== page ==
(4) Duszynska et al. Critical Care 2013, 17:R165 http://ccforum.com/content/17/4/R165. Page 4 of 10. Table 1 Demographics and clinical data of patients on drug initiation (n = 63) and with regard to initial Cpeak/MIC ratio and loading dose (D1 = 18 to 24 mg/kg; D2 = 25 to 30 mg/kg) All patients (n = 63). Cpeak/MIC ≥8 (n = 40). Cpeak/MIC <8 (n = 23). D1 (n = 39). D2 (n = 24). Female/Male, n. 22 / 41. 14 / 30. 8 / 11. 13 / 26. 9 / 16. Age (years). 59 ± 16. 58 ± 15. 60 ± 18. 59 ± 15. 59 ± 18. IBW (kg). 65 ± 10. 65 ± 9. 64 ± 10. 64 ± 10. 66 ± 9. ABW (kg). 67 ± 12. 68 ± 13. 66 ± 12. 67 ± 13. 67 ± 10. APACHE II score. 21 (19-25). 21 (19-24). 23 (18-27). 21 (15-31). 21 (12-27) 9 (8-11). SOFA. 10 (8-11). 10 (8-11). 9 (8-11). 10 (7-11). Severe sepsis/septic shock, n. 43 / 20. 26 / 14. 17 / 6. 28 / 11. 15 / 9. Mechanical ventilation, n (%). 63 (100). 40 (100). 23 (100). 39 (100). 24 (100). Immunosuppression, n (%). 13 (21). 8 (20). 5 (22). 8 (21). 5 (21). Concomitant nephrotoxic agents, n (%) Vancomycin. 4 (6). 3. 1. 3. 1. Colistin. 8 (13). 5. 3. 5. 3. Amphotericin B. -. -. -. -. -. NSAIDs. 24 (38). 15. 9. 14. 10. Contrast medium. 11 (17). 8. 3. 7. 4. Diuretics. 15 (24). 10. 5. 9. 6. 1. -. 1. -. Others. 1 (2). Type of infection, n (%) CR-BS. 10 (16). 6. 4. 5. 5. VAP. 34 (54). 24. 10. 23. 11. HAP. 7 (11). 6. 1. 6. 1. Peritonitis. 6 (9). 3. 3. 3. 3. Others. 6 (9). 1. 5. 2. 4. Temperature, °C. 37.7 ± 1.0. 37.9 ± 0.8. 37.6 ± 1.1. 37.7 ± 1.0. 38.0 ± 0.7. White blood cells, n × 103/mm3. 12.7 (8.5-16.7). 12.6 (8.4-19.3). 12.8 (8.8-15.9). 13.6 (8.8-17.1). 12.1 (8.1-20.1). C-reactive protein, ng/mL. 121 (69-166). 108 (60-159). 139 (102-196)*. 113 (76-159). 132 (98-194)#. Procalcitonin, ng/mL. 1.2 (0.5-5.9). 0.7 (0.3-4.6). 1.8 (1.1-6.8)*. 0.7 (0.3-5.5). 2.0 (1.2-7.9)#. Hematocrit, %. 27.9 (25.7-30). 28.8 (25.8-31.6). 27.0 (25.5-29.2). 28.0 (22.8-39). 26.7 (22.3-38.1). Serum proteins, g/dL. 4.9 ± 0.7. 4.5 ± 0.6. 5.0 ± 1.0. 5.0 ± 0.8. 4.9 ± 0.8. Albumin, g/dL. 2.2 ± 0.5. 2.1 ± 0.4. 2.3 ± 0.5. 2.3 ± 0.6. 2.1 ± 0.3. Serum creatinine, mg/dL. 1.1 ± 0.8. 1.1 ± 0.8. 1.1 ± 0.7. 1.1 ± 0.9. 1.0 ± 0.7. Creatinine clearance, mL/min. 67 (50-118). 81 (52-108). 65 (45-130). 80 (40-108). 64 (50-143). ICU stay, days. 50 (18-65). 37 (14-77). 46 (11-58). 48 (24-68). 47 (17-66). ICU mortality, n (%). 16 (25). 11 (27). 5 (22). 8 (21). 8 (33). Data are presented as counts (percentage), mean (± standard deviation (SD)) or median (interquartile range (IQR). *P <0.05 vs. Cpeak/MIC ≥8; P<0.05 vs. D1. Cpeak, peak concentration; MIC, minimum inhibitory concentration; D1, loading dose 18 to 24 mg/kg; D2, loading dose 25 to 30 mg/kg; IBW, ideal body weight; ABW, adjusted body weight; APACHE, acute physiology and health evaluation; SOFA, sequential organ failure assessment; CR-BSI, catheter-related bloodstream infection; HAP, hospital-acquired pneumonia; VAP, ventilator-associated pneumonia. #. Table 2 Pharmacokinetic parameters of amikacin loading dose according to the creatinine clearance (CrCl) at the onset of therapy Parameter. All patients (n = 63). CrCl ≥50 mL/min (n = 46). CrCl <50 mL/min (n = 17). Vd (L). 26.32 (8.4-51.7). 25.7 (8.5-49.3). 38.8 (8.4-46.7). Vd (L/kg). 0.42 (0.12-1.03). 0.40 (0.12-1.03). 0.66 (0.2-0.8)*. t1/2 (h). 5.4 (0.8-19.9). 4.9 (0.8-11.0). 7.8 (3.2-19.1)*. CL (mL/min). 3.3 (0.6-25.3). 3.4 (1.5-25.8). 3.3 (0.6-9.9). AUC0-24 (mg*h/L). 462 (58-1867). 361 (58-1045). 507 (153-1867). Data are presented as median (ranges). *P = 0.05 vs. CrCl ≥50 mL/min. Vd, volume of distribution; t1/2 , half-life; CL, drug clearance; AUC0-24, area under the curve for the first day of therapy..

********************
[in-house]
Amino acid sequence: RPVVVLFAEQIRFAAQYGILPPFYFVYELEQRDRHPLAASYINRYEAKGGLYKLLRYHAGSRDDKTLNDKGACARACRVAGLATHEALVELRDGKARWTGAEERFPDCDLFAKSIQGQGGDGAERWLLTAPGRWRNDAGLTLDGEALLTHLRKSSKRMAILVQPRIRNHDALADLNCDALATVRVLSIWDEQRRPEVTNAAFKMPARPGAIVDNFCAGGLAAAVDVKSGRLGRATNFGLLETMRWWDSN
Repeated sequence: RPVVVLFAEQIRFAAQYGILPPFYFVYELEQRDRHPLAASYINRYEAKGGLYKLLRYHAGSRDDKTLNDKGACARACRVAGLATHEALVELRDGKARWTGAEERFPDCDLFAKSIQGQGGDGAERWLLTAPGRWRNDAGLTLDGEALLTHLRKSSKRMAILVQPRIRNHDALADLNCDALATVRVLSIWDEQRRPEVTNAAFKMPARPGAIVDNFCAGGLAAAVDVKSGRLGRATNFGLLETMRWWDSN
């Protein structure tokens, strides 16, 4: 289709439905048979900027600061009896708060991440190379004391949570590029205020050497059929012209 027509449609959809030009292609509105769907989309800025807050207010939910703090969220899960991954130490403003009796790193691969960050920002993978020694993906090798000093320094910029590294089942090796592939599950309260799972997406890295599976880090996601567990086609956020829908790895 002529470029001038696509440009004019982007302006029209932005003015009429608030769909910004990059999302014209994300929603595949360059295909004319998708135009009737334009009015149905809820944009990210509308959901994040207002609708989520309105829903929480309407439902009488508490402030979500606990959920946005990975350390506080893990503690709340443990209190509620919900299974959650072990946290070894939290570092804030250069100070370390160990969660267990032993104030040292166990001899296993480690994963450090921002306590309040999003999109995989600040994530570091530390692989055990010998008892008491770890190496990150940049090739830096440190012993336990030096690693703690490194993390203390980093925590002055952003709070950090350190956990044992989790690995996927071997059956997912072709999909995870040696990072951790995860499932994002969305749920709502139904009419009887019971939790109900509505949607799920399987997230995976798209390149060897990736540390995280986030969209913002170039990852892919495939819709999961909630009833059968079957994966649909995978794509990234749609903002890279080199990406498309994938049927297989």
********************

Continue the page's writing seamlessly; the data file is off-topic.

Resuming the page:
(5) Duszynska et al. Critical Care 2013, 17:R165 http://ccforum.com/content/17/4/R165. The PTA of optimal C peak /MIC was ≥90% for MIC ≤3 mg/L, regardless of the dose initially given (Figure 1). The daily dose was increased in the 23 patients (37%) with C peak /MIC <8 (median dose 2000 (1000 to 2400) mg), resulting in optimal Cpeak/MIC in 15 (79%) (Table 3). In 23 patients (37%), Cmin was >5 mg/L after the LD, and the drug interval was increased (Table 3). Patients with CrCl ≥50 ml/min less frequently needed interval adjustment (8/43 (19%)) than those with CrCl <50 ml/min (15/20 (75%), P <0.001). There were no differences in the proportion of patients with Cmin >5mg/L between those receiving D1 and D2 (14/39 (36%) vs. 9/24 (38%), P = 0.93). On day 2 of therapy, 10 patients (15%) still had a C min >5mg/L, which returned below this threshold on day 3. Overall, only 11 patients (17%) required no dose or interval adjustment during AMK therapy. Clinical cure was obtained in 51/60 (85%) patients and microbiological eradication in 43/58 (72%) patients; 3 patients could not be evaluated because they died before the end of therapy and 2 patients were weaned from mechanical ventilation and had no further microbiological samples taken to assess microbiological response. Specifically, clinical cure and microbiological eradication were achieved in 32/37 (86%) and 29/35 (83%) patients, respectively, with initial optimal Cpeak/MIC, compared to 16/23 (70%) and 14/23 (61%), respectively, patients with insufficient initial C peak /MIC (P = 0.18 and P =. Page 5 of 10. Table 3 Summary of dose adjustments during the study period Dose administration 24 hrs 36 hrs 48 hrs 72 hrs Dose management. Increased. 14. 2. 4. 3. 23. Unchanged. 11. 3. 2. -. 16. Decreased. 15. 2. 4. 3. 24. 40. 7. 10. 6. 63. 0.07). The proportion of patients with clinical cure improved as the initial Cpeak/MIC increased (Figure 2). Moreover, patients with initial optimal Cpeak had significantly higher microbiological eradication and clinical cure rates than those achieving C peak /MIC ≥8 after more than 3 days of therapy (Figure 3). There was no particular difference among patients receiving AMK as the first-line therapy compared to others for microbiological eradication (31/40 vs. 12/18, P = 0.51), clinical cure (35/41 vs. 15/19, P = 0.71) and mortality (10/41 vs. 6/22, P = 1.00). Similarly, patients with infections due to P. aeruginosa or A. baumanii (n = 26), had similar eradication (15/23 vs. 28/35, P = 0.23) and clinical cure rates (22/26 vs. 29/34, P =1.00) than others, but lower Cpeak/MIC (7.5 (5 to 11.5) vs. 13 (8 to 23.5), P = 0.005) and a trend toward fewer optimal Cpeak/MIC (13/26 vs. 27/37, P = 0.07). Nevertheless, this. Figure 1 Probability of attaining (PTA) the target Cpeak/MIC of ≥8 for various MICs when 18 to 24 mg/kg or 25 to 30 mg/kg dose regimens were administered..